In our experience the main issues
when considering Cloud vs. In-House server hosting, are:
But those monthly charges do add up over time, so depending on what hardware you may already have available to you, the yearly expense may seem worth it or not.
In terms of convenience, nothing beats having the server right in the room with you. You have full control over installation of programming tools and security. You do not have to deal with upload/download times when moving things from a local development platform to the server.
But further than that, web hosting services can vary in how convenient they make your access to their machines. Some have Control Panels, where you can create file structures and upload and manage files. The closest thing to having your own machine is when the Cloud hosting service includes Windows Remote Desktop support, so that even though you are a network away from the machine, you at least have access to Windows-native configuration tools, like IIS and SQL Server Management Studio on the sever.
If your web application is really simple, with just HTML content and images, such as a simple marketing site, having full access to the server’s Windows environment might not matter. But if you are using full blown development tools like Visual Studio and SQL Server Reporting Services, or you’re creating Office-like documents and spreadsheets, you will want full control of the machine.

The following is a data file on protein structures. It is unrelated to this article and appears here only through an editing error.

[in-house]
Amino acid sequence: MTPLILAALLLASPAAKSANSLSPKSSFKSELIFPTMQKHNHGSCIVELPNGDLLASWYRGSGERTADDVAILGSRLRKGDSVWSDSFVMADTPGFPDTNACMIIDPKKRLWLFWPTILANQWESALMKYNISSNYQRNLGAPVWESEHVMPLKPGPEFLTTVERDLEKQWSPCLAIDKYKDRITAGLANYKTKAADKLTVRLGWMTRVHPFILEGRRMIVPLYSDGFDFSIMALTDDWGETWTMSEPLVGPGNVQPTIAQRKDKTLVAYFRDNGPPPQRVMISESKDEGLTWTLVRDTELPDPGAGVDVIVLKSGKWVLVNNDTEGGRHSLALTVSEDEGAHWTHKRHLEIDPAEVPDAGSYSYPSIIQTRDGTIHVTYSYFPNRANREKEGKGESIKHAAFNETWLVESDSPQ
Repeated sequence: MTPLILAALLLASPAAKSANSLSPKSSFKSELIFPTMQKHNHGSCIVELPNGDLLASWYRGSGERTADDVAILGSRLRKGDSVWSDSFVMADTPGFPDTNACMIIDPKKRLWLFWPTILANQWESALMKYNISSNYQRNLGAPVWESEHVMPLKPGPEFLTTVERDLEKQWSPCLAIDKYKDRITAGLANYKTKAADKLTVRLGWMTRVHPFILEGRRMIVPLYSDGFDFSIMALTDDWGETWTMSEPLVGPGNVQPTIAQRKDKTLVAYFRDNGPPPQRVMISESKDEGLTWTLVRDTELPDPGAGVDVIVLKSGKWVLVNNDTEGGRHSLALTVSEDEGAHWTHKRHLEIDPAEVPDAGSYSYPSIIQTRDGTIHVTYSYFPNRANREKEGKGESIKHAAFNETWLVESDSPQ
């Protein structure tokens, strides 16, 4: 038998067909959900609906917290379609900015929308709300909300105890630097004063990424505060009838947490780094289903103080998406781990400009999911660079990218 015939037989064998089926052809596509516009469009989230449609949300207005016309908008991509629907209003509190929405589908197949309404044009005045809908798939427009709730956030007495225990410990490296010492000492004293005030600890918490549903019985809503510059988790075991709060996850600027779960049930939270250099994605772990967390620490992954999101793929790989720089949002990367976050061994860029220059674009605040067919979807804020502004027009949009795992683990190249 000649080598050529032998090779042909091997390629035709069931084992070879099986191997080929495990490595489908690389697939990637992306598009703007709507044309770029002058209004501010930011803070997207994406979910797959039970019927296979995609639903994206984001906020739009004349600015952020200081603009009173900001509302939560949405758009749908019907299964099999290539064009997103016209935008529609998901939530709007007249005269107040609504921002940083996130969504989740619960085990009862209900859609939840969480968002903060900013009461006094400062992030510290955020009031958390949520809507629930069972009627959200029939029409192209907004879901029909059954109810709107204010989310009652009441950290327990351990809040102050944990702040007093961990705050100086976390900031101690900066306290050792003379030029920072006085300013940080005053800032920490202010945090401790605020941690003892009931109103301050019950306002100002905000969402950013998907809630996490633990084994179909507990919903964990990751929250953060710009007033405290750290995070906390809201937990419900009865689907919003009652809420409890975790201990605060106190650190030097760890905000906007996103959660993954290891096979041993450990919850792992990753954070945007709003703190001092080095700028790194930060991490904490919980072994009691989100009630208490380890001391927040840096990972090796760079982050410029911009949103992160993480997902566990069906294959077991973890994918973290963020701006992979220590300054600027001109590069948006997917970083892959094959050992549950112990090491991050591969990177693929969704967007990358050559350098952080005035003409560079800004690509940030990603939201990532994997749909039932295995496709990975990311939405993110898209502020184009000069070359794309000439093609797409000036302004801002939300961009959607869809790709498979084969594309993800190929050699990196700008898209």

Regarding security, every hosting provider will tell you their site is secure. But if you have the know-how to manage your own firewalls, etc. what could be more reliable and trustworthy than a machine you can manage directly, knowing exactly how it is secured?
If your data are particularly sensitive, such as requiring HIPAA compliance, you will need to work with your hosting provider to see if they can guarantee a HIPAA compliant environment. You’ll also need to find out what they might require of you and your application design and architecture in order for them to vouch for an application’s compliance within their own version of HIPAA compliance.
In terms of reliability, it is safe to assume that all web hosting providers stay current with software versioning and Windows Updates, security patches, etc. If anything they may only offer versions of programming tools that are newer, more “bleeding edge” than you might be comfortable using, or for which you have licensed copies of the software for your development environment. But similar to our opinion on security, if you are comfortable with maintaining your environment, how could you have a better sense of your platform’s readiness/robustness/reliability than if you ensure that yourself?
In summary, all of the forgoing arguments lean towards a DIY (Do It Yourself) platform being better, and very possibly cheaper in the long run. When you manage it yourself you have greater control and fewer unknowns. But if you don’t have the expertise or the time, or you would just feel more comfortable leaving the details in the hands of the folks who do it all the time, our advice is: shop around and compare services. If you can find any opportunity to get your feet wet in one or more Cloud environments without spending too much money, the time spent poking around and getting the feel for the particulars offered is well spent.
Stay tuned to our MSAccessToWeb.com blog for an upcoming article on trends in Cloud hosting. There are movements afoot to consolidate (gobble up) some of the smaller providers into larger ones which could affect the quality tomorrow of what is available today.